The number of new confirmed cases of Covid-19 infection during the week ending September 26, 2020 reached a new high of 4930– presumably unique– individuals. The number of new cases reported to the public continues to vary dramatically day-to-day, but so far, September has given us more days with counts exceeding 800 than all of August (7 vs. 3). The 7- and 14-day rolling averages of new daily cases continue to rise, albeit a little more slowly than since June 1. This likely reflects the success of the degree of adherence to public health measures that Kentucky Citizens have been willing or able to muster. However, with recent 7-day averages ranging between 600 and 700 cases, the aggregate number of cases adds up meaningfully. A simplified plot of Total Cases on the first day of each month since March shows an unrelenting and relatively constant accumulation of cases in which new cases in non-urban counties and in younger people make up higher relative contributions.
I have updated, standardized formats, and decreased the overall number of data visualizations in KHPI’s Tableau Public portfolio. These allow the viewer to view data details and filter the analyses to different ranges of dates.
Here are plots of daily and weekly new case counts.
It is not possible to fully interpret the number of new Covid-19 cases without considering how many of what kinds of diagnostic tests are being performed. It is a truism that the more tests that are performed, the more cases will be discovered and eventually reported. Of the three metrics (Cases, Deaths, and Tests) reporting of latter is the one for which the Commonwealth has the least control because tests are performed by many local and national laboratories as well as individual hospitals and doctor’s offices. Not surprisingly the number of tests reported daily by the Kentucky Department of Public Health have very large swings and have even included negative corrections that remain in the national databases. What are we to make of the 149,517 tests reported one day last week on Sept 23? Starting with a national failure to prepare and launch a program of Covid-19 testing, we should be proud in Kentucky that we have processed 1.4 million tests with recent 7-Day averages of new tests approaching 30,000 daily.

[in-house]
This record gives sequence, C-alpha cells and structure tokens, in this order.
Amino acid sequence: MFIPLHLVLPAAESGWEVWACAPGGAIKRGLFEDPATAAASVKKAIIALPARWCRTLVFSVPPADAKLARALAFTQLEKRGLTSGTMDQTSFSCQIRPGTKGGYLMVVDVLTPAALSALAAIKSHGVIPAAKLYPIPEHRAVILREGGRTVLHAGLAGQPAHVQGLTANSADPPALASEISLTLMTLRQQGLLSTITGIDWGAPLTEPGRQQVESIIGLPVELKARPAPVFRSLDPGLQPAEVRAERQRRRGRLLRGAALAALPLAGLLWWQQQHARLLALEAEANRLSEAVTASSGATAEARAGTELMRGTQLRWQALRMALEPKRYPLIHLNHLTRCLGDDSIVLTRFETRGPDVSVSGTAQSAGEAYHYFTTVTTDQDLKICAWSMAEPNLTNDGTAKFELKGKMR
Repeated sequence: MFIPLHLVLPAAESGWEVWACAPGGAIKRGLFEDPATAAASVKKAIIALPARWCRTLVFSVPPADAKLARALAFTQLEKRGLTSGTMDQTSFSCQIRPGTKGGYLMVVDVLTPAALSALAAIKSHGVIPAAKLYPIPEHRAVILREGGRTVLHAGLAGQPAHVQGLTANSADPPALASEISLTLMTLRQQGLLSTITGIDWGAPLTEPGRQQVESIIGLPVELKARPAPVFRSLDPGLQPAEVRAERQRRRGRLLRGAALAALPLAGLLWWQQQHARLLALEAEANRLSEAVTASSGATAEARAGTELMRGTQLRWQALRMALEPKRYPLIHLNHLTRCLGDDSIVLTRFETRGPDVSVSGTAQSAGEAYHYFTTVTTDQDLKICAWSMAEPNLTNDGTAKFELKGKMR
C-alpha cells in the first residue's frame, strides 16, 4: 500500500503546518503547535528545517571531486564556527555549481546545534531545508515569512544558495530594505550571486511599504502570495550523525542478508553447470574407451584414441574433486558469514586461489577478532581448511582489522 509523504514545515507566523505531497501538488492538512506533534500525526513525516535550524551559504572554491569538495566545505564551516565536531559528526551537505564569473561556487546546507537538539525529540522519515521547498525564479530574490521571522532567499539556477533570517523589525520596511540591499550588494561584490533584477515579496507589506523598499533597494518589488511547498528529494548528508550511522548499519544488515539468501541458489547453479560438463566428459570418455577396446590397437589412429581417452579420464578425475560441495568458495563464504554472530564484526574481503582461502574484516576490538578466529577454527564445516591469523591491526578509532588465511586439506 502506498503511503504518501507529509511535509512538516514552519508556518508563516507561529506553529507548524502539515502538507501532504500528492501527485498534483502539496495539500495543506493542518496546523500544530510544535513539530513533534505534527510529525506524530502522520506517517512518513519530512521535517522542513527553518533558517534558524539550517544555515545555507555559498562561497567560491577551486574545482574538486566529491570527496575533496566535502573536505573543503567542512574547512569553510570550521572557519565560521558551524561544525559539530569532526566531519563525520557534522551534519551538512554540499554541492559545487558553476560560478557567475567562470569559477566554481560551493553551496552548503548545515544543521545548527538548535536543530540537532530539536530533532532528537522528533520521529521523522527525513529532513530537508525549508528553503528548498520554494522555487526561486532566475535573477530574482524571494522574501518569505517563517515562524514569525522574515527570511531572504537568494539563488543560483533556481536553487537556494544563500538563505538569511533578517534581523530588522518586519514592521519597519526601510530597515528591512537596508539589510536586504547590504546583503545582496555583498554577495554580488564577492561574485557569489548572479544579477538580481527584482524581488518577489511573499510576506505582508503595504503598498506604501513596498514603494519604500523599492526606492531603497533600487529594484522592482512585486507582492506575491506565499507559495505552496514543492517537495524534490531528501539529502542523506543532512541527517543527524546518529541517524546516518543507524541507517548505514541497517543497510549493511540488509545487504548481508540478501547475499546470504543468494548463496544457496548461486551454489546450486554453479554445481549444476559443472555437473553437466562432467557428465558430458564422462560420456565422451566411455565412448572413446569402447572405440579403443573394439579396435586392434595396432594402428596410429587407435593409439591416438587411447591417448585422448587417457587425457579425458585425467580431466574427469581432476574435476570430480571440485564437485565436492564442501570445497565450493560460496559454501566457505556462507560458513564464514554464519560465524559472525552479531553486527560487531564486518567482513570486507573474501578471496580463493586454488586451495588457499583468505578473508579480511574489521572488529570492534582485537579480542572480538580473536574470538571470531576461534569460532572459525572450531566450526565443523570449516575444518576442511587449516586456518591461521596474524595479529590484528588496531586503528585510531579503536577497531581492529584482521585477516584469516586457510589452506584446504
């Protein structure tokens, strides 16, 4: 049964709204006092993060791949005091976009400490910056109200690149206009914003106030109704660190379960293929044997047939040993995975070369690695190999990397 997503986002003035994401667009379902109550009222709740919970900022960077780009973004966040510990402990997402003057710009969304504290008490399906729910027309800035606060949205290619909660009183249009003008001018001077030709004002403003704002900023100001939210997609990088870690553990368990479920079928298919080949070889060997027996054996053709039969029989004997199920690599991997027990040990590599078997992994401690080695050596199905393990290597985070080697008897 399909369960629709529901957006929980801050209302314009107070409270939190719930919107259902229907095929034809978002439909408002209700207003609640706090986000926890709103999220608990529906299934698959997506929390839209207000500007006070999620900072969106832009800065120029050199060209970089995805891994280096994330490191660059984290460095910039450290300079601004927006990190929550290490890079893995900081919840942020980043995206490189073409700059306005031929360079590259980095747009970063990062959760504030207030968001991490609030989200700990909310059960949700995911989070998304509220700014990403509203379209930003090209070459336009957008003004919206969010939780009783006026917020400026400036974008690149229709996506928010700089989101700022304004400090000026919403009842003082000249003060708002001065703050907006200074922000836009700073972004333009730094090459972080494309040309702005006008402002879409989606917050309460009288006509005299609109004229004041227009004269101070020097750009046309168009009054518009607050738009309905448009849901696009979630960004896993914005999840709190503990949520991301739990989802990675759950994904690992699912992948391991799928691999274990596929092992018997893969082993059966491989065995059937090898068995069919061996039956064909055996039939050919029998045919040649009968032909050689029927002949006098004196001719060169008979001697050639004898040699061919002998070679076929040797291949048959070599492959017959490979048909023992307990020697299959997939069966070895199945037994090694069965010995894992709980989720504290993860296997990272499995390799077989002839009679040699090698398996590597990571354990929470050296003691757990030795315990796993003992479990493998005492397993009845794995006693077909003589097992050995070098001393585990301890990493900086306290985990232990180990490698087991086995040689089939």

The relationship between cases and tests, be they positive tests or uniquely newly infected individuals has become central to public policy such as when to open schools or alter public health guidelines one way or the other. However, I have not been able to reproduce what Kentucky reports as “Covid-19 Testing Positivity Rate” from the numbers reported daily or on Kentucky’s Covid- 19 website regardless of whether they are averaged or not. A different set of data seems to be being used, otherwise the 150,000 test day last week would have shown up in the Positivity Rate– which it did not! My repeated requests to Ffrankfort for this information have not been responded to. Somebody help me out on this! Until how this metric is more clearly derived and from what definitions and numbers, I am inclined to rely more on the raw numbers and locations of new cases and deaths and must make that recommendation to others.
Percent of Tests reported by Frankfort as “Testing Positivity Rate.”